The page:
----- Original Message -----
From: Philip Smolen
Friday, September 21, 2007 1:04 AM
Subject: RE: Time

Try this. Find the file c:\Program Files\Trade-Ideas\Trade-IdeasAlerts\Local.ini and open it with notepad.

Add the following line to the bottom of the file.

TimeFormatList=h:nn:ss m/d/yyyyh:nn:ss

Restart Trade-Ideas Pro. Let us know if you need anything else.

Sunday, September 23, 2007

PR Pitfalls to Avoid from a Hedge Fund Manager

Trader Monthly's contribution to my regular diet of news and information comes not via the magazine but its daily email of articles - often from other sources but with a concise summary and witty tilt all their own. Occasionally their own articles make the cut - especially last Friday's article about a hedge fund manager's efforts to get behind the velvet rope of an event sponsored by the magazine.

"Sure, Tuesday’s Trader Monthly “30 Under 30” party in New York was a hot invite, with over 800 attendees, but one shudders at the length Timothy Sykes, up-and-comer turned trading laughingstock, went to try to get in. Sykes, who was on last year’s “30 Under 30” list, and then tried painfully to brand himself as a financial expert and bon vivant, while his small hedge fund began losing money with uncanny monthly regularity. Behold, unedited and in full, the Timothy Sykes grovel chain:" (free registration may be needed to read entire article)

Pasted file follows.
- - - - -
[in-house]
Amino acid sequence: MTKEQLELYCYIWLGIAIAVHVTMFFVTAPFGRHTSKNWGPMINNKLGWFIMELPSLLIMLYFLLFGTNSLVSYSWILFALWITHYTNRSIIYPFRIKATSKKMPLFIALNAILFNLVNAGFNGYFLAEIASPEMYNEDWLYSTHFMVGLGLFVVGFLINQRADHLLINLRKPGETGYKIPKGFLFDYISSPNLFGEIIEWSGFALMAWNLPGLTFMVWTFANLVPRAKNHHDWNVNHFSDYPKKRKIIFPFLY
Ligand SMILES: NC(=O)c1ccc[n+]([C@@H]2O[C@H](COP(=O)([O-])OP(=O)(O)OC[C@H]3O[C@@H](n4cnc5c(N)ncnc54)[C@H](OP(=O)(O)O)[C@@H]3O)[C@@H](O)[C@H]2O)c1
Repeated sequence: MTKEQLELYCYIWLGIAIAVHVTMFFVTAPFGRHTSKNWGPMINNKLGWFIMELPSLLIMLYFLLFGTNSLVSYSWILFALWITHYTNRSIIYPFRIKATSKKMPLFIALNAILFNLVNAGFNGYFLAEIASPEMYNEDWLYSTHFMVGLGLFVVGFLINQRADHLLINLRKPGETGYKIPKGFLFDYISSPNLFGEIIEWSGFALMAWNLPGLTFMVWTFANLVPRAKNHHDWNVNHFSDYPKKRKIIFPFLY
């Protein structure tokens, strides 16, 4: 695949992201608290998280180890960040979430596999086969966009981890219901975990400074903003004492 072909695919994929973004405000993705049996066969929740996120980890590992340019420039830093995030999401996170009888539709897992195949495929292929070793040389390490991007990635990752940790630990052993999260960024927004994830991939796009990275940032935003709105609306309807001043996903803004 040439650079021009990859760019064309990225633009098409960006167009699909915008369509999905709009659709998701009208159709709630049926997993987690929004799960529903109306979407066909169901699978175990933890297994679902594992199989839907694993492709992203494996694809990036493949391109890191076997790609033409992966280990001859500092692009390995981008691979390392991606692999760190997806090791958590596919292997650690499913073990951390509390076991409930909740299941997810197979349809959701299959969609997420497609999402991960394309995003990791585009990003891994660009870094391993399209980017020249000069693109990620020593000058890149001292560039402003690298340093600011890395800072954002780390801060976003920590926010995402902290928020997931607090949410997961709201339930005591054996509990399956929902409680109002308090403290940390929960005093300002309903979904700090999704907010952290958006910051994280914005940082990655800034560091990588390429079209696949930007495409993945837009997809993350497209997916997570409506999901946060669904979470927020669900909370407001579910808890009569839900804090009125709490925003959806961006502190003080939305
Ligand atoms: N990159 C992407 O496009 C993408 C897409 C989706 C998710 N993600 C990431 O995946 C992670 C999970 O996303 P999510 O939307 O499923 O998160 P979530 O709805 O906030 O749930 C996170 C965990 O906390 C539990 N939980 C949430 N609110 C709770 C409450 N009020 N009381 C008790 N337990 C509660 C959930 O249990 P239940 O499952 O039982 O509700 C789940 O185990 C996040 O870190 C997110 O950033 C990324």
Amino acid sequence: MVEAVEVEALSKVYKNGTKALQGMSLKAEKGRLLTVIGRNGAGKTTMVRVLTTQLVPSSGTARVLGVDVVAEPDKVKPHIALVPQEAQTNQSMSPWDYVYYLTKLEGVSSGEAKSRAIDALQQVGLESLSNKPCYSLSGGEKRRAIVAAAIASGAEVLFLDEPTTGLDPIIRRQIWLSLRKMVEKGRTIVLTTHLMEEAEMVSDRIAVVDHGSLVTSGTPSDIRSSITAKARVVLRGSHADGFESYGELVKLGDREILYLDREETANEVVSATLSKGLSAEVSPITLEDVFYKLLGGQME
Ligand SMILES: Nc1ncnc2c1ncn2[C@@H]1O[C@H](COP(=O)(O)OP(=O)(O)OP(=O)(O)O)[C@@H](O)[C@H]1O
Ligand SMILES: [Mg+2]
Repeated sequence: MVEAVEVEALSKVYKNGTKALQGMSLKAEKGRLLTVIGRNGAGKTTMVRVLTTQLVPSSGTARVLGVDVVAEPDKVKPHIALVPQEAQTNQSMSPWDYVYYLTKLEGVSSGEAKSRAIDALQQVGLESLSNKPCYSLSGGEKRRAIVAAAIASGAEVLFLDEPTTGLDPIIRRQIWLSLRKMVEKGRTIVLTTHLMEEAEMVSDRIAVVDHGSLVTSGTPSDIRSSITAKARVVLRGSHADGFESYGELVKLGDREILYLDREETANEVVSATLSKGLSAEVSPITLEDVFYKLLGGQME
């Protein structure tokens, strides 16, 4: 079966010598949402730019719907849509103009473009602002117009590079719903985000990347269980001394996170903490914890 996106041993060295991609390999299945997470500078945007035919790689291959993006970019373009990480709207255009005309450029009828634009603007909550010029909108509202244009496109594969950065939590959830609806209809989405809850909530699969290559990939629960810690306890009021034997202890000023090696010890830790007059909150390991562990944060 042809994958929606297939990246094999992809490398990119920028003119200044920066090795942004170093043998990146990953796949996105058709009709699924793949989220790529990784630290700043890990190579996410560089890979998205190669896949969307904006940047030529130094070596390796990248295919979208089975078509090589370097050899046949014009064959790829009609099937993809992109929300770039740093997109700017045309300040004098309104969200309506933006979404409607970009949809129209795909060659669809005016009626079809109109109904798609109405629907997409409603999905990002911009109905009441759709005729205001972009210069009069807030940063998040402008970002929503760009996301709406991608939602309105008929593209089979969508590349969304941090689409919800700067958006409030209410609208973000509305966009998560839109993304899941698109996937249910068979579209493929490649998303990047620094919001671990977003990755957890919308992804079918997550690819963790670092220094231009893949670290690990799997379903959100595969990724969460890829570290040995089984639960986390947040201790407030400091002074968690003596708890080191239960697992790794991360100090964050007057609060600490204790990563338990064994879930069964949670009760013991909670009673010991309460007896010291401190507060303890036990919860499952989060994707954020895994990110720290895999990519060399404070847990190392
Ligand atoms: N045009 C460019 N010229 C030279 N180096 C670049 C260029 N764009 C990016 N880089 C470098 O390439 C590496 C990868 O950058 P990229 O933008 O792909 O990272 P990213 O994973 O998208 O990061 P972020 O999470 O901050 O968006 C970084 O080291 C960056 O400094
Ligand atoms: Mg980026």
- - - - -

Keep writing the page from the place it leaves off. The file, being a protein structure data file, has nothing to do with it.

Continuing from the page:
Funny and a little painful. I've had the pleasure of talking with Tim several times over the phone and found him to be engaging and personable so I am reserving judgement. But there are a few easy lessons about self-composure that apply whether you are addressing an audience, engaging a broker/customer service representative, or certainly talking to the press.

Who knows when your trading accomplishments will attract the beat writer for your local newspaper or when you'll describe your work and lifestyle as a trader to a curious audience?

Some takeaways:

  1. Keep your cool. Someone's potentially recording you and your musings for posterity - and certainly for the record
  2. If you do lose your cool, never get into a pissing contest with someone who possesses a bigger bullhorn (i.e., continually has a larger audience) than you
  3. Leave the parties early, stick to a 2 drink minimum, and leave with no regrets (good advice from a Colin Hays song)

Timothy's latest book, An American Hedge Fund, is here from Amazon

More information on taming a trader's inner demons and maintaining composure resides at Dr. Brett Steenbarger's blog: